It’s hard to describe the absolute chaos around NFTs (non-fungible tokens) right now; tech reporters’ inboxes are flooded with the latest and stupidest additions to this trend of digital certificates for memes and other pieces of digital memorabilia. Disaster Girl sold for around $500,000, Keyboard Cat went for about $64,400, and Nyan Cat brought in around $590,000. But most NFTs aren’t all that noteworthy, and we can’t possibly write about every single one (despite this sentence, my inbox will now be flooded with NFT pitches for the next two months). But despite our attempts to be judicious and write about newsworthy topics, we can’t win them all.
We wrote about the Charlie Bit Me NFT auction because it had a twist the others did not: the seller said it would be leaving the internet “forever,” deleted from YouTube where it currently has more than 880 million views once the auction ended. But according to Quartz, there’s another surprise twist: Howard Davies-Carr, the father of the children in the 14-year-old clip, which sold for about $761,000, says it will stay on YouTube after all.
“After the auction we connected with the buyer, who ended up deciding to keep the video on YouTube,” Davies-Carr told Quartz. “The buyer felt that the video is an important part of popular culture and shouldn’t be taken down. It will now live on YouTube for the masses to continue enjoying as well as memorialized as an NFT on the blockchain.”
I guess that’s nice and all but if you didn’t want to abide by the rules you could have simply— not bid on it in the first place?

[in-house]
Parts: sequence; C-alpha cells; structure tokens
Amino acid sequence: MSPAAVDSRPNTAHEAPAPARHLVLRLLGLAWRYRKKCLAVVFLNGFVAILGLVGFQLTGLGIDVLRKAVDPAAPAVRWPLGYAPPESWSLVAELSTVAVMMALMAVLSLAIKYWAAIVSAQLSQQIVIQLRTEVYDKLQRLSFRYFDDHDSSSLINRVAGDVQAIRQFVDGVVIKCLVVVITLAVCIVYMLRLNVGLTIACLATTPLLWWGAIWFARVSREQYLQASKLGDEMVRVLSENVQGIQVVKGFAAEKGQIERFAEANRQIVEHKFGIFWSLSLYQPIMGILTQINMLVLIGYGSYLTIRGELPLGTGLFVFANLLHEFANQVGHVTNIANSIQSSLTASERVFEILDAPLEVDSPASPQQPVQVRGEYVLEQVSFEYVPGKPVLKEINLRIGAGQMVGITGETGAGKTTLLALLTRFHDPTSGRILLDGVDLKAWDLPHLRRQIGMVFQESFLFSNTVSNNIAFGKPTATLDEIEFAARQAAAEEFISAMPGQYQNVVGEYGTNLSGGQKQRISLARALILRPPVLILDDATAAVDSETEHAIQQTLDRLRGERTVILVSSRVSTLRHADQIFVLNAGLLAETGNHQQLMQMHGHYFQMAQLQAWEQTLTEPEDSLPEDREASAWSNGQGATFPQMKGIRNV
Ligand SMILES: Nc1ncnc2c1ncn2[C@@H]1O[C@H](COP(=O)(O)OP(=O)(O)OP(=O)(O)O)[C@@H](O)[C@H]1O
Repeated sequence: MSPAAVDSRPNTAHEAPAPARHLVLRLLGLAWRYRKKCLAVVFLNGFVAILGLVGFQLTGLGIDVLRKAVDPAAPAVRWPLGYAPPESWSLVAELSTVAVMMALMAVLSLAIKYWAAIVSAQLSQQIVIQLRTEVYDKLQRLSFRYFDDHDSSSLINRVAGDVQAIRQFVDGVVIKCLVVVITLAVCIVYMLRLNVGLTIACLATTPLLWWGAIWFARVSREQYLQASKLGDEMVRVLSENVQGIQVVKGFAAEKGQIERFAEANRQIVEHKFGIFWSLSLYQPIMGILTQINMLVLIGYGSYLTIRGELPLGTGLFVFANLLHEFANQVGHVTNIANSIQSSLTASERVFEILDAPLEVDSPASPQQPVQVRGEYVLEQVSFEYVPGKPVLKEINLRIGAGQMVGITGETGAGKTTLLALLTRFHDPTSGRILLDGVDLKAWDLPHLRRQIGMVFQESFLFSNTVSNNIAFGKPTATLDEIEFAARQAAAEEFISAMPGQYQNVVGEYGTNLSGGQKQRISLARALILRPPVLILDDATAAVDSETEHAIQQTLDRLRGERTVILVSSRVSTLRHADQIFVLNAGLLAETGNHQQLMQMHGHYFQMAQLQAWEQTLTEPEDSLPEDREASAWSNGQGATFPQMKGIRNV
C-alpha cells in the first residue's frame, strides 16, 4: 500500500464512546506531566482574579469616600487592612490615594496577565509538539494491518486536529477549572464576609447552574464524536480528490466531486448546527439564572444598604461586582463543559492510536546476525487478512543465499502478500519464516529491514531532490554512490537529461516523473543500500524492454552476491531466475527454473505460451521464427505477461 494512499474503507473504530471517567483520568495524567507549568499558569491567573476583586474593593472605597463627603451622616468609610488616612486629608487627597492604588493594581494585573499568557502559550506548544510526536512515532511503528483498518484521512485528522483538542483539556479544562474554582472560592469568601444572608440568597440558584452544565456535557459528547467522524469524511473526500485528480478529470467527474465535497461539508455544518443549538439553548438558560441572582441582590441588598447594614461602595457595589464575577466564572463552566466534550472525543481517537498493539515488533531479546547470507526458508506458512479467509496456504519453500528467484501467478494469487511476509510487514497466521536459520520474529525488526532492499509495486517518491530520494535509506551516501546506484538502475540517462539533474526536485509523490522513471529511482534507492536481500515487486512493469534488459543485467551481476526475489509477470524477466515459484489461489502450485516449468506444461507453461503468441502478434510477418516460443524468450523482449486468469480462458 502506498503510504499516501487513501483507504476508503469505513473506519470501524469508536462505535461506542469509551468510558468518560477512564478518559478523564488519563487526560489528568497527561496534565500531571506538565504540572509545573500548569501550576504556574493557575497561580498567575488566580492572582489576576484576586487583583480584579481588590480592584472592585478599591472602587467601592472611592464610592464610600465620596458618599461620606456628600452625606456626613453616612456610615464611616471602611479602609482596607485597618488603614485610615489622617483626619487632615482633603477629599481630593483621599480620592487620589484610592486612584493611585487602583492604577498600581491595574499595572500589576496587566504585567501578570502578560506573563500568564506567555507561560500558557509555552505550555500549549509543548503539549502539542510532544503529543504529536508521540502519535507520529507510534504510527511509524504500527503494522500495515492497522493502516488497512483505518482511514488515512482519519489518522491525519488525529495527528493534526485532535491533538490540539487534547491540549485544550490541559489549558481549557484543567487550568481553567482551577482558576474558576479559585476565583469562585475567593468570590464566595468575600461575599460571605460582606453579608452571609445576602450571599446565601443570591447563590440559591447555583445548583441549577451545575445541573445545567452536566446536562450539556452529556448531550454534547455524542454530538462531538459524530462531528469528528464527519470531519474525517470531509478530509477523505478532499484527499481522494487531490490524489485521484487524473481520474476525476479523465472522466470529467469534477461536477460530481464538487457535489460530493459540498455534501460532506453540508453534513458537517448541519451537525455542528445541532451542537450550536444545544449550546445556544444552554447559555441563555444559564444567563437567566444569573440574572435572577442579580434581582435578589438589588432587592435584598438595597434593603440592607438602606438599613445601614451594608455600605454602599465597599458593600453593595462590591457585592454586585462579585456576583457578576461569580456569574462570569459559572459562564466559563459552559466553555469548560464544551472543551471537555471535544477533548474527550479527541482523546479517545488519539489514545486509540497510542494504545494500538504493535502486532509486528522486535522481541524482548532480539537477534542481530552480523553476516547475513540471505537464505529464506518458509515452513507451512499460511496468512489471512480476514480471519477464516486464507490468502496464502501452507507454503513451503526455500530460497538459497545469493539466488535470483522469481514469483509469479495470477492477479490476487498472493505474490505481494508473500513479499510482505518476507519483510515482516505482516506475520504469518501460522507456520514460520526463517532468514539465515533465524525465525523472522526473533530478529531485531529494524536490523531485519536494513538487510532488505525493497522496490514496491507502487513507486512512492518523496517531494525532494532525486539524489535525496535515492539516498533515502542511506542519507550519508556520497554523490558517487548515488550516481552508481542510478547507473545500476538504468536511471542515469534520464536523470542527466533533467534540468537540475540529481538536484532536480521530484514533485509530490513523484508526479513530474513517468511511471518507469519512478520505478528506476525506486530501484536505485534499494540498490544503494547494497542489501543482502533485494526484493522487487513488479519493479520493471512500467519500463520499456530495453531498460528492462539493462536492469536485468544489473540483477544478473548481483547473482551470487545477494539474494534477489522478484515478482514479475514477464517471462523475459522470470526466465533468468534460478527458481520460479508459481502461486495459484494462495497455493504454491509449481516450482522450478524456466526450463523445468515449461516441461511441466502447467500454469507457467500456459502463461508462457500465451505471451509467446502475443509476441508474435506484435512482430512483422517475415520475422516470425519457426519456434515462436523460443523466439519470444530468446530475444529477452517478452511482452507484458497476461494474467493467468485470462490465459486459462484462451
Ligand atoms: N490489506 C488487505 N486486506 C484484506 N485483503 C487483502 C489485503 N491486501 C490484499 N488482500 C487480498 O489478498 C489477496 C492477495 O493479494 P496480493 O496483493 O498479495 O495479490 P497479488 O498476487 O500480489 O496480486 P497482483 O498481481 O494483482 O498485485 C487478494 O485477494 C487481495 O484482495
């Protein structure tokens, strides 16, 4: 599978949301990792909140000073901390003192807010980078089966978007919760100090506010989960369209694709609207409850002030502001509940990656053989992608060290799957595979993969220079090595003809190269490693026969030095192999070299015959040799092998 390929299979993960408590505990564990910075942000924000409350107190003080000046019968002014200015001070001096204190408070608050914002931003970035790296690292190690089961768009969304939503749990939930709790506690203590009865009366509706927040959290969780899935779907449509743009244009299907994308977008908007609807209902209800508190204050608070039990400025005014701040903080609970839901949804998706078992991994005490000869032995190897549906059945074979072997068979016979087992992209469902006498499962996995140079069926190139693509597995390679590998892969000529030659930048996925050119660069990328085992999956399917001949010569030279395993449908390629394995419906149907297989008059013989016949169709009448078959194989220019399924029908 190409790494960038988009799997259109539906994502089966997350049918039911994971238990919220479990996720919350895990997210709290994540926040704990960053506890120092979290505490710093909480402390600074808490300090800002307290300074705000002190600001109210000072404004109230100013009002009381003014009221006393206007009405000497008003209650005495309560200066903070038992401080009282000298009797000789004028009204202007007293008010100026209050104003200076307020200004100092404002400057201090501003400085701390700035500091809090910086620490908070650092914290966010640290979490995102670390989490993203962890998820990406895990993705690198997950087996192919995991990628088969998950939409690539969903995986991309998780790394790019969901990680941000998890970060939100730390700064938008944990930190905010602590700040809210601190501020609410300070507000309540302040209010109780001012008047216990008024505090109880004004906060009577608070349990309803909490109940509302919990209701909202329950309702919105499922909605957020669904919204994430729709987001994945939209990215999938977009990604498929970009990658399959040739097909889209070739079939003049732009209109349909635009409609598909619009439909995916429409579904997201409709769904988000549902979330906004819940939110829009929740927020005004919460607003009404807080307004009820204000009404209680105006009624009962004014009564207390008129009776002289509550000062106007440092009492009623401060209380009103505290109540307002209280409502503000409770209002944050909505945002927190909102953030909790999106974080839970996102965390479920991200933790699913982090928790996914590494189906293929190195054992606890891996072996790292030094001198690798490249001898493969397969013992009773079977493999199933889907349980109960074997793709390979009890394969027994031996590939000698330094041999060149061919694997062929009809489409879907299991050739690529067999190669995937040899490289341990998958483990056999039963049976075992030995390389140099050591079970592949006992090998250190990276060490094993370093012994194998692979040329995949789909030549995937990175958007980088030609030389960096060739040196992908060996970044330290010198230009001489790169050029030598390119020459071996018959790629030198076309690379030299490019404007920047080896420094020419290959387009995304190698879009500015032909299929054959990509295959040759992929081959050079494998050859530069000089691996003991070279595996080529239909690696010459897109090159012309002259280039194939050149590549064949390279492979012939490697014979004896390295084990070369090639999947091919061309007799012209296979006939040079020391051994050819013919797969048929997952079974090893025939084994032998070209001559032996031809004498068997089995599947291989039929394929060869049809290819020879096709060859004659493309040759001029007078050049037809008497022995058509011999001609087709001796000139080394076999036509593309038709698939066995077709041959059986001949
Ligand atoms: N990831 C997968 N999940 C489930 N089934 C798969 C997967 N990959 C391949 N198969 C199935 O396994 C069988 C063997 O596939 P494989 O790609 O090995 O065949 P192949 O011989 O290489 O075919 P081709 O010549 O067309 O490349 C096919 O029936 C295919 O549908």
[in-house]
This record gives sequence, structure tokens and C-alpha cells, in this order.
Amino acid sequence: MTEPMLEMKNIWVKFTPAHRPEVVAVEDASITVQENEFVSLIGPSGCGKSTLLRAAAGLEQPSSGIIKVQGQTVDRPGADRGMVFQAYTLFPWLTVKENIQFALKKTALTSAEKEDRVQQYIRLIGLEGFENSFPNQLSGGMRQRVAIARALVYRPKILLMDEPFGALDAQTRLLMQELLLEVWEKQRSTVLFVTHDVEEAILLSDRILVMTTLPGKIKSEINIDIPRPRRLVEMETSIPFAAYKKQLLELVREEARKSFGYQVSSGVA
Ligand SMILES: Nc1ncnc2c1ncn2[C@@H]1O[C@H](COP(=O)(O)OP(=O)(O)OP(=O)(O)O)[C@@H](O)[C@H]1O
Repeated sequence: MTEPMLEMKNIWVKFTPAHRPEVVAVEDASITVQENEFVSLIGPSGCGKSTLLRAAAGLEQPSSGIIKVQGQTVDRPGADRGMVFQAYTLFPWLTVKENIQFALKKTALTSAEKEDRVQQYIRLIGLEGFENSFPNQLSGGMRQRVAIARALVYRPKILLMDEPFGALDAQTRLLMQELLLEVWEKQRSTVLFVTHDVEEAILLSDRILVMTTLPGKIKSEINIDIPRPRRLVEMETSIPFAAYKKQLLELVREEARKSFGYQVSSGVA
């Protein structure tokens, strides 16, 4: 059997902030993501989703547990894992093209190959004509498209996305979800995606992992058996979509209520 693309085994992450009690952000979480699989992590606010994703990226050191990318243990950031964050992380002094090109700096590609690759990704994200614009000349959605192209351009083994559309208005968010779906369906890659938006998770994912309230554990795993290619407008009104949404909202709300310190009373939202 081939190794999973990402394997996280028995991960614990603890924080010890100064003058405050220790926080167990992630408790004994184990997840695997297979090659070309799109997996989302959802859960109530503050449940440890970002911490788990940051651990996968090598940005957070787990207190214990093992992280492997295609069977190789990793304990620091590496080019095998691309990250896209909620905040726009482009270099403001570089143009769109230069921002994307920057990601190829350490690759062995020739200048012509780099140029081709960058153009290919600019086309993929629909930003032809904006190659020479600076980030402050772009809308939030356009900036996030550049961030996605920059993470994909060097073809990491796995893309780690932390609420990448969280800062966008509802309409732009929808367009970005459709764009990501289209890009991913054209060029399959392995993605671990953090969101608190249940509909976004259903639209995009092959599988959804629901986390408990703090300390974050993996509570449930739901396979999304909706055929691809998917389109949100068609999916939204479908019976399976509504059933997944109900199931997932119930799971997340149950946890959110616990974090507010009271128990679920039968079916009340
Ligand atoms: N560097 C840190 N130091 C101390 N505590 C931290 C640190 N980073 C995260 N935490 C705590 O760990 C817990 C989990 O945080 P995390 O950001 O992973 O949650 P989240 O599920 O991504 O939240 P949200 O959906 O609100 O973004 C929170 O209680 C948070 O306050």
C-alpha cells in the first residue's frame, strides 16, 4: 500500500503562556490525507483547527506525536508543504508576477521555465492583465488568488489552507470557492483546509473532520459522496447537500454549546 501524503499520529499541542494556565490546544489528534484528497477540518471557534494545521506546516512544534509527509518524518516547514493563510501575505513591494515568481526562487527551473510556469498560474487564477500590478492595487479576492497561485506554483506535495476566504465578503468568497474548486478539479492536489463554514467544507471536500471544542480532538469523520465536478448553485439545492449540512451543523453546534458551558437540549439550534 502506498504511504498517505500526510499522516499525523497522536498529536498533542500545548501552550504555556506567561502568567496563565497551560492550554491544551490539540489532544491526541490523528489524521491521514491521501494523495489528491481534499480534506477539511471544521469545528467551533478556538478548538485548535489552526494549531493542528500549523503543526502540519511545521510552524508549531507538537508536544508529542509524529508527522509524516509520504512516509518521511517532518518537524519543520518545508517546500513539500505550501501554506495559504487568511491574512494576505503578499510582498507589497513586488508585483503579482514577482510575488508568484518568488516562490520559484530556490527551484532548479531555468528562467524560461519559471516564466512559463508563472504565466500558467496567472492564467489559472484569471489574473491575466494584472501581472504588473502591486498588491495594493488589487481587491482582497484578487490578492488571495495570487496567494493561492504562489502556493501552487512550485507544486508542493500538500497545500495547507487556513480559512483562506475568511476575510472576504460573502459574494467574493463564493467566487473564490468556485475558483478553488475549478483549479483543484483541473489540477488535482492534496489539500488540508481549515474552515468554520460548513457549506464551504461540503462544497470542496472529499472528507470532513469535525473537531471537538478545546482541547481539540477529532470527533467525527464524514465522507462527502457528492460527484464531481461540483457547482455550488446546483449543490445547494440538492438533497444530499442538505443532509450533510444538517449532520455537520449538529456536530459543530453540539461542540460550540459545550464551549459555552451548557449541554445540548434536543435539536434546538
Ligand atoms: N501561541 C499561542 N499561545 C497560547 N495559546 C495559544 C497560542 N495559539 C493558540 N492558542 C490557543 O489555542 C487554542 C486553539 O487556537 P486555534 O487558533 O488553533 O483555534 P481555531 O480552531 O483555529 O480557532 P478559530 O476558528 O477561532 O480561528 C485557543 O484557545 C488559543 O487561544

Okay so, listen, internet. We try to accept that things change and opinions shift and nothing is forever, but we have to lay down some rules about NFTs, in my humble Gen X opinion. Charlie and his brother are really cute (or were in 2007), but this isn’t even one of the most clever or interesting memes on the internet if we’re being brutally honest. Spend your money on whatever you like, but if the seller says the meme will be gone forever to attract buyers and eyeballs, they’re setting certain expectations, and when you change the rules last minute it leads to chaos and confusion and grumpy editors. Not to mention the confusion you’re creating among buyers. Now instead of one Charlie, you’ve increased the supply to infinite Charlies — something the other prospective buyers might have liked to know before they decided to bid.
I guess it’s not all that surprising that a blockchain-related product might overpromise and then under-deliver, but I’m fairly certain this last-minute switcheroo will just encourage ever more ridiculous stunts for people to get coverage and buyers for their NFTs. Which will probably result in less coverage in tech media because no one wants to get burned — or in this case, bitten — by a story that doesn’t live up to the hype.
Charlie, good going, my young friend. In the end, you bit us all.
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